This is the first comprehensive socio-legal study of the interrelation between gender and the law of refugee status. In the past decade, the issue has received increasing attention in academic writing, the media and the courtroom. This book contains an interdisciplinary analysis. The empirical data, collected for this study and not published previously, concerns Dutch asylum practice. The Netherlands is a prominent refugee-receiving country in Europe, yet hardly any English texts address Dutch refugee law. The book also covers foreign case law and academic writing. Therefore, the analysis is relevant for all refugee-receiving countries in the Western world; the empirical data on The Netherlands functions as a case study.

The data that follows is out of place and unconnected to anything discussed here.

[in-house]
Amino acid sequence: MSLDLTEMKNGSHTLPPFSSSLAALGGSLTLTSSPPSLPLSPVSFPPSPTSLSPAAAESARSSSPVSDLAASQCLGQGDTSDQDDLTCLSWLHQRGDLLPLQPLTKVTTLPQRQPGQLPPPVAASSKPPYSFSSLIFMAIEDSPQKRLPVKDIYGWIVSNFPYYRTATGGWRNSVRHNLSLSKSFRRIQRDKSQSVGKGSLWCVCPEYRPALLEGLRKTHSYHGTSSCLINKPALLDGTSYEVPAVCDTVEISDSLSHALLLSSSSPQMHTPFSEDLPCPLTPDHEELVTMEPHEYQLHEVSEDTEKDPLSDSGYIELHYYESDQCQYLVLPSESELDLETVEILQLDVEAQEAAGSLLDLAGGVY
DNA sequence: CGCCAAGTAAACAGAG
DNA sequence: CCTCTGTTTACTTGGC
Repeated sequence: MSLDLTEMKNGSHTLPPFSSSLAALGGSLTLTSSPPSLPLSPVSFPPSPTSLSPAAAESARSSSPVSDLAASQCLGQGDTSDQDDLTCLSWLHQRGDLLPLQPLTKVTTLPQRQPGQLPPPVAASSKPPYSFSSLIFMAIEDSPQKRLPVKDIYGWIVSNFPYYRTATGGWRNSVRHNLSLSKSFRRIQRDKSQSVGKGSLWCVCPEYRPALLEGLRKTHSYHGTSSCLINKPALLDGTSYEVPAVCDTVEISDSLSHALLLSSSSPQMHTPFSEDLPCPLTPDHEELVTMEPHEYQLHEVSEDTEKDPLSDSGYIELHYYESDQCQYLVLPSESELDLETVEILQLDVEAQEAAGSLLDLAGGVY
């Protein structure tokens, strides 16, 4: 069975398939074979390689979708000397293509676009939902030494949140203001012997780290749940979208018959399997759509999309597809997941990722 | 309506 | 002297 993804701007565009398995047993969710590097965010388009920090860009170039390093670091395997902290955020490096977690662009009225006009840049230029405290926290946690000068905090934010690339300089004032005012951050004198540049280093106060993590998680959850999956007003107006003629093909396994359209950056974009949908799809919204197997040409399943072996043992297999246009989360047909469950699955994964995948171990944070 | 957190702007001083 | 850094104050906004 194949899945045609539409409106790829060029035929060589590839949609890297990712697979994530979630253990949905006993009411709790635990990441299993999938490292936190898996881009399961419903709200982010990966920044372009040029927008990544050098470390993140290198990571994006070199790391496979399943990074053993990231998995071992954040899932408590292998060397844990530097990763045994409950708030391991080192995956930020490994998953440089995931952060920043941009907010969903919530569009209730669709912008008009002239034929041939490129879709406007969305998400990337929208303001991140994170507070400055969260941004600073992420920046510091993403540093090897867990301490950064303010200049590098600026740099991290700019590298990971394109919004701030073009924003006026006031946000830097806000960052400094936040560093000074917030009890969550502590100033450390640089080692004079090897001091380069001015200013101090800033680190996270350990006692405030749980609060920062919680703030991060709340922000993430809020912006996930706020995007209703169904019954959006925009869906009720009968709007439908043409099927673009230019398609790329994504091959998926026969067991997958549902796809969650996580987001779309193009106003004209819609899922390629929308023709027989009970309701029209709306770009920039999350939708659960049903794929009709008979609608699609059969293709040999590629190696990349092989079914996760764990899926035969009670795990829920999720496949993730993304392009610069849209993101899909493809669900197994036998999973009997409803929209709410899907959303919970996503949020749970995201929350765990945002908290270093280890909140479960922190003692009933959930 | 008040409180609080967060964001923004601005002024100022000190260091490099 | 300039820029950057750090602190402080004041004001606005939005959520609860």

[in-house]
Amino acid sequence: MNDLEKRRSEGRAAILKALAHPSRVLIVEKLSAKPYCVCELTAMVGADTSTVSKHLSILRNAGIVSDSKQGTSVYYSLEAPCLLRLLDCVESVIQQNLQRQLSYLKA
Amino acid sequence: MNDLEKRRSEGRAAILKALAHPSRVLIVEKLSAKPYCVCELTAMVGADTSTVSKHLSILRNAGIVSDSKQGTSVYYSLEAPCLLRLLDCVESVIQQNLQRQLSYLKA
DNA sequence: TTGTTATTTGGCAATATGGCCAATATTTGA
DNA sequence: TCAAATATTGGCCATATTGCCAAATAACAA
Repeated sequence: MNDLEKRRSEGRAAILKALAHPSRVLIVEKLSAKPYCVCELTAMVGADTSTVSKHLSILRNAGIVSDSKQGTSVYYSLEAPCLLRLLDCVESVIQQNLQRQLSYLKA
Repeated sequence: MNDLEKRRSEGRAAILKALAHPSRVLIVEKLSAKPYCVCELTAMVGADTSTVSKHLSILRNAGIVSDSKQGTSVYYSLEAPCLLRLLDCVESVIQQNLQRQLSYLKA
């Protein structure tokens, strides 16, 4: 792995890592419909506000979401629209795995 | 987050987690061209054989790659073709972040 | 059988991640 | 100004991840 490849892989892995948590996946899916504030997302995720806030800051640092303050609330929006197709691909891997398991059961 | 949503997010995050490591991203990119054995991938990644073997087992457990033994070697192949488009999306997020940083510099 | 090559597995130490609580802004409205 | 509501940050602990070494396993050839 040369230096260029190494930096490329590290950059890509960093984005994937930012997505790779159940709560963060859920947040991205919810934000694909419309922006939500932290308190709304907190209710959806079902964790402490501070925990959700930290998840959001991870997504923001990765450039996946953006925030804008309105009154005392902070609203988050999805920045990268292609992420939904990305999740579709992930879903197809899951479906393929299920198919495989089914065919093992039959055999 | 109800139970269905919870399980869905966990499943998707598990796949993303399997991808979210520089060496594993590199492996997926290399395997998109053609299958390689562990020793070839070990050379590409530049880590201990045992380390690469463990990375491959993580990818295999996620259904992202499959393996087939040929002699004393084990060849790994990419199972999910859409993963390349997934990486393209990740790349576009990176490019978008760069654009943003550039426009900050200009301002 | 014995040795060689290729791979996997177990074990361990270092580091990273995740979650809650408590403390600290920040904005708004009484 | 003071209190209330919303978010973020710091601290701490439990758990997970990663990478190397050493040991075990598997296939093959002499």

The book combines perspectives of post-structuralist feminism and post-colonial studies. Refugee women are constructed as a double other. This intersectionality is related to the construction of the Third World as feminine (passive, in need of active outside intervention etc., etc.). The book provides a comprehensive overview of academic writing and of case law on the subject. On this basis of theoretical perspectives that were almost ignored until now, it develops an innovative critique of refugee law discourse and outlines its possible consequences for legal doctrine.